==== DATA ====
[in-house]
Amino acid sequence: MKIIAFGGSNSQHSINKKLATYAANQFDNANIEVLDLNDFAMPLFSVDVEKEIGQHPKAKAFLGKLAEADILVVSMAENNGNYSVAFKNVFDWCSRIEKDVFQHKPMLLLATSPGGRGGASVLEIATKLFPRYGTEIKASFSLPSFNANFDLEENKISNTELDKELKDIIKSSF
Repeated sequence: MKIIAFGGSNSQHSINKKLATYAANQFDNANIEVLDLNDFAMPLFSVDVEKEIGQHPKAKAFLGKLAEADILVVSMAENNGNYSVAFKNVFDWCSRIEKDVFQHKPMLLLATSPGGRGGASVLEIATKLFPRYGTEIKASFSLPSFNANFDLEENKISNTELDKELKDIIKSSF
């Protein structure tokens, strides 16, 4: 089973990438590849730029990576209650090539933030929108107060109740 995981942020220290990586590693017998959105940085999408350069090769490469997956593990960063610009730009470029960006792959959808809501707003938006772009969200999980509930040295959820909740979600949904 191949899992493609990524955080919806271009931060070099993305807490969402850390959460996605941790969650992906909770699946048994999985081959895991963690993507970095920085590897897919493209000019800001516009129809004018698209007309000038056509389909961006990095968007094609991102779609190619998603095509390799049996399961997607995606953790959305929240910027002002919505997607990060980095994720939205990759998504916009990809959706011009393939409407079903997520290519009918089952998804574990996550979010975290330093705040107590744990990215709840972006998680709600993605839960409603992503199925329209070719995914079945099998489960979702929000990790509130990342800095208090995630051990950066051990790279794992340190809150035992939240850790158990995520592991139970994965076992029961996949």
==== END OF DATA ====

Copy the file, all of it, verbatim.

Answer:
[in-house]
Amino acid sequence: MKIIAFGGSNSQHSINKKLATYAANQFDNANIEVLDLNDFAMPLFSVDVEKEIGQHPKAKAFLGKLAEADILVVSMAENNGNYSVAFKNVFDWCSRIEKDVFQHKPMLLLATSPGGRGGASVLEIATKLFPRYGTEIKASFSLPSFNANFDLEENKISNTELDKELKDIIKSSF
Repeated sequence: MKIIAFGGSNSQHSINKKLATYAANQFDNANIEVLDLNDFAMPLFSVDVEKEIGQHPKAKAFLGKLAEADILVVSMAENNGNYSVAFKNVFDWCSRIEKDVFQHKPMLLLATSPGGRGGASVLEIATKLFPRYGTEIKASFSLPSFNANFDLEENKISNTELDKELKDIIKSSF
């Protein structure tokens, strides 16, 4: 089973990438590849730029990576209650090539933030929108107060109740 995981942020220290990586590693017998959105940085999408350069090769490469997956593990960063610009730009470029960006792959959808809501707003938006772009969200999980509930040295959820909740979600949904 191949899992493609990524955080919806271009931060070099993305807490969402850390959460996605941790969650992906909770699946048994999985081959895991963690993507970095920085590897897919493209000019800001516009129809004018698209007309000038056509389909961006990095968007094609991102779609190619998603095509390799049996399961997607995606953790959305929240910027002002919505997607990060980095994720939205990759998504916009990809959706011009393939409407079903997520290519009918089952998804574990996550979010975290330093705040107590744990990215709840972006998680709600993605839960409603992503199925329209070719995914079945099998489960979702929000990790509130990342800095208090995630051990950066051990790279794992340190809150035992939240850790158990995520592991139970994965076992029961996949």